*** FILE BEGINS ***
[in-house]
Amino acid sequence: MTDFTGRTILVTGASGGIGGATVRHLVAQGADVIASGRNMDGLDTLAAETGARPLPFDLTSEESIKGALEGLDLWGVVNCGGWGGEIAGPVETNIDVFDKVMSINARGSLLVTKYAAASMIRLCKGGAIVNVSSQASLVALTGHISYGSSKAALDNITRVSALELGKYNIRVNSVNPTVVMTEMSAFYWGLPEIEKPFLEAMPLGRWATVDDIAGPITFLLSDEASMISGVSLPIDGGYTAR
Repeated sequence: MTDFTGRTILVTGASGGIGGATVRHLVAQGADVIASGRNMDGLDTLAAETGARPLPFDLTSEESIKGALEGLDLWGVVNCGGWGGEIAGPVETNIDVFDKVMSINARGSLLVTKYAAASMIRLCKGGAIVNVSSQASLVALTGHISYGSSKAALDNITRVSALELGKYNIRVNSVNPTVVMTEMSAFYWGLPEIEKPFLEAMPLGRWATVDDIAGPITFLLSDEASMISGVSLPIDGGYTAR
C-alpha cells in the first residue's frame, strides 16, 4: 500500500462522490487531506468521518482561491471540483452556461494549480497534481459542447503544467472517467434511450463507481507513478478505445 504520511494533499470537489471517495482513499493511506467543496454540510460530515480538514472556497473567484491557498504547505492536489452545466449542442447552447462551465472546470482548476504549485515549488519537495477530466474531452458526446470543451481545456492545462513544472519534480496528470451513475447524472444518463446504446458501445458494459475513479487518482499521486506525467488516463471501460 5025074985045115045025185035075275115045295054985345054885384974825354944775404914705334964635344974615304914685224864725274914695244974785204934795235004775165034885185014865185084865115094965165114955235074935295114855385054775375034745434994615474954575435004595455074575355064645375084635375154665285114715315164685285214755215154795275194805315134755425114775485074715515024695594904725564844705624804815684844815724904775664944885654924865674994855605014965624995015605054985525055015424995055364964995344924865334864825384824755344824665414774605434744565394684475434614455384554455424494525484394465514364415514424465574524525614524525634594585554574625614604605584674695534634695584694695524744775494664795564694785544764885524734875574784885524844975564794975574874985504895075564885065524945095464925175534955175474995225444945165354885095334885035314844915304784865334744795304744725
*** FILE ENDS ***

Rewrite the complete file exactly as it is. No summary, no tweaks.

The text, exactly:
[in-house]
Amino acid sequence: MTDFTGRTILVTGASGGIGGATVRHLVAQGADVIASGRNMDGLDTLAAETGARPLPFDLTSEESIKGALEGLDLWGVVNCGGWGGEIAGPVETNIDVFDKVMSINARGSLLVTKYAAASMIRLCKGGAIVNVSSQASLVALTGHISYGSSKAALDNITRVSALELGKYNIRVNSVNPTVVMTEMSAFYWGLPEIEKPFLEAMPLGRWATVDDIAGPITFLLSDEASMISGVSLPIDGGYTAR
Repeated sequence: MTDFTGRTILVTGASGGIGGATVRHLVAQGADVIASGRNMDGLDTLAAETGARPLPFDLTSEESIKGALEGLDLWGVVNCGGWGGEIAGPVETNIDVFDKVMSINARGSLLVTKYAAASMIRLCKGGAIVNVSSQASLVALTGHISYGSSKAALDNITRVSALELGKYNIRVNSVNPTVVMTEMSAFYWGLPEIEKPFLEAMPLGRWATVDDIAGPITFLLSDEASMISGVSLPIDGGYTAR
C-alpha cells in the first residue's frame, strides 16, 4: 500500500462522490487531506468521518482561491471540483452556461494549480497534481459542447503544467472517467434511450463507481507513478478505445 504520511494533499470537489471517495482513499493511506467543496454540510460530515480538514472556497473567484491557498504547505492536489452545466449542442447552447462551465472546470482548476504549485515549488519537495477530466474531452458526446470543451481545456492545462513544472519534480496528470451513475447524472444518463446504446458501445458494459475513479487518482499521486506525467488516463471501460 5025074985045115045025185035075275115045295054985345054885384974825354944775404914705334964635344974615304914685224864725274914695244974785204934795235004775165034885185014865185084865115094965165114955235074935295114855385054775375034745434994615474954575435004595455074575355064645375084635375154665285114715315164685285214755215154795275194805315134755425114775485074715515024695594904725564844705624804815684844815724904775664944885654924865674994855605014965624995015605054985525055015424995055364964995344924865334864825384824755344824665414774605434744565394684475434614455384554455424494525484394465514364415514424465574524525614524525634594585554574625614604605584674695534634695584694695524744775494664795564694785544764885524734875574784885524844975564794975574874985504895075564885065524945095464925175534955175474995225444945165354885095334885035314844915304784865334744795304744725